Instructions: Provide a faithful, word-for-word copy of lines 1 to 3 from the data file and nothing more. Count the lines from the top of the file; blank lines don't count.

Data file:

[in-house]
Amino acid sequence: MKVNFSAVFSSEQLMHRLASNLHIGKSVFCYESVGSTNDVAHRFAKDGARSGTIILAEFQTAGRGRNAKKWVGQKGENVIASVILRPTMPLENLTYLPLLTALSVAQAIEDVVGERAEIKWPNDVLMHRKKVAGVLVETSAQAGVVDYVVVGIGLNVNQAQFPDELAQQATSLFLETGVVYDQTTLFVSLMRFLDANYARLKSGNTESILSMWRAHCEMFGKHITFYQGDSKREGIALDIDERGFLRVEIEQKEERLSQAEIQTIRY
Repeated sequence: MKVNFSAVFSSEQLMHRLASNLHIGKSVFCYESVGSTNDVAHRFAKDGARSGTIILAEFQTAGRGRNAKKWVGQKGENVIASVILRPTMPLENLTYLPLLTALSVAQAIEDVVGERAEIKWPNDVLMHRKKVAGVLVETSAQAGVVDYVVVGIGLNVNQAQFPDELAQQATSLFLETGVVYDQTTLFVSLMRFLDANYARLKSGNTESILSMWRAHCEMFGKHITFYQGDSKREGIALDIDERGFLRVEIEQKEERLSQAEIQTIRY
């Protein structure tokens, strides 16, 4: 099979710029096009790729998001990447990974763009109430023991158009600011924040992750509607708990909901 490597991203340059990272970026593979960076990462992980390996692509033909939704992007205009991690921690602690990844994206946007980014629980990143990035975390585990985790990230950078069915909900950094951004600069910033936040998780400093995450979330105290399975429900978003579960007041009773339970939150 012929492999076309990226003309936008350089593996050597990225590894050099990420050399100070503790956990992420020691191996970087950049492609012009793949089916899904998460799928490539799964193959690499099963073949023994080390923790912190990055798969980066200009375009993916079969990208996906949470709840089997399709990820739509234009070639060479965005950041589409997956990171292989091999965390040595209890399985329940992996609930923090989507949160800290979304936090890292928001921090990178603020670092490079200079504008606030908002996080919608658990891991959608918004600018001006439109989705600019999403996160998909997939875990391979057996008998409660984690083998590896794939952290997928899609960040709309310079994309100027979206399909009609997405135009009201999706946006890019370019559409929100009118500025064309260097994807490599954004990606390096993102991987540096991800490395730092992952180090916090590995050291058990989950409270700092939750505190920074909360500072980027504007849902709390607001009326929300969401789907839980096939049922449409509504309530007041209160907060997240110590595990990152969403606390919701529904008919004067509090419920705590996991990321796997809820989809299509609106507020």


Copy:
[in-house]
Amino acid sequence: MKVNFSAVFSSEQLMHRLASNLHIGKSVFCYESVGSTNDVAHRFAKDGARSGTIILAEFQTAGRGRNAKKWVGQKGENVIASVILRPTMPLENLTYLPLLTALSVAQAIEDVVGERAEIKWPNDVLMHRKKVAGVLVETSAQAGVVDYVVVGIGLNVNQAQFPDELAQQATSLFLETGVVYDQTTLFVSLMRFLDANYARLKSGNTESILSMWRAHCEMFGKHITFYQGDSKREGIALDIDERGFLRVEIEQKEERLSQAEIQTIRY
Repeated sequence: MKVNFSAVFSSEQLMHRLASNLHIGKSVFCYESVGSTNDVAHRFAKDGARSGTIILAEFQTAGRGRNAKKWVGQKGENVIASVILRPTMPLENLTYLPLLTALSVAQAIEDVVGERAEIKWPNDVLMHRKKVAGVLVETSAQAGVVDYVVVGIGLNVNQAQFPDELAQQATSLFLETGVVYDQTTLFVSLMRFLDANYARLKSGNTESILSMWRAHCEMFGKHITFYQGDSKREGIALDIDERGFLRVEIEQKEERLSQAEIQTIRY